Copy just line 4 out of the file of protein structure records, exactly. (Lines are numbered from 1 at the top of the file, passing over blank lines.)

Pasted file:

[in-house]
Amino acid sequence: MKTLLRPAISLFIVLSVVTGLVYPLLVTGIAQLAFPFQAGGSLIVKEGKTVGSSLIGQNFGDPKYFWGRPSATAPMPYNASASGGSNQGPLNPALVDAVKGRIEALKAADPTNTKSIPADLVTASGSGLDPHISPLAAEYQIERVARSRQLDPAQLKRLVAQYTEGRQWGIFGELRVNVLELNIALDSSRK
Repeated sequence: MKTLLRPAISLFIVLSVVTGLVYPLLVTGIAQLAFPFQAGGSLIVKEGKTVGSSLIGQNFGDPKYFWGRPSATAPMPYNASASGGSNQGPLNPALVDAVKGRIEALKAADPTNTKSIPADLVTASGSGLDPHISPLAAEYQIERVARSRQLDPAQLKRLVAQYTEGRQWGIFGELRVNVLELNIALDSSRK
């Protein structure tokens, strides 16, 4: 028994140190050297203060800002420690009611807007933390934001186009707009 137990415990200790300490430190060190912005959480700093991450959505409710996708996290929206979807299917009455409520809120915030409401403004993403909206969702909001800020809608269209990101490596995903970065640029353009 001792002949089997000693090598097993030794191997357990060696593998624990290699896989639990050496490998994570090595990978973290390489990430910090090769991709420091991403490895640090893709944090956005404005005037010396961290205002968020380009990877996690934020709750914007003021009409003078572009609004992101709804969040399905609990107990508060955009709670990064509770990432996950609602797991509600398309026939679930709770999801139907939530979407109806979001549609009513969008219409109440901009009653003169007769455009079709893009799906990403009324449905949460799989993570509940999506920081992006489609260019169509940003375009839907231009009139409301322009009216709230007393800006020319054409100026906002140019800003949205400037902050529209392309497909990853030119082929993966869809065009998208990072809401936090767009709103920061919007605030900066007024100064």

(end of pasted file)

């Protein structure tokens, strides 16, 4: 028994140190050297203060800002420690009611807007933390934001186009707009 137990415990200790300490430190060190912005959480700093991450959505409710996708996290929206979807299917009455409520809120915030409401403004993403909206969702909001800020809608269209990101490596995903970065640029353009 001792002949089997000693090598097993030794191997357990060696593998624990290699896989639990050496490998994570090595990978973290390489990430910090090769991709420091991403490895640090893709944090956005404005005037010396961290205002968020380009990877996690934020709750914007003021009409003078572009609004992101709804969040399905609990107990508060955009709670990064509770990432996950609602797991509600398309026939679930709770999801139907939530979407109806979001549609009513969008219409109440901009009653003169007769455009079709893009799906990403009324449905949460799989993570509940999506920081992006489609260019169509940003375009839907231009009139409301322009009216709230007393800006020319054409100026906002140019800003949205400037902050529209392309497909990853030119082929993966869809065009998208990072809401936090767009709103920061919007605030900066007024100064």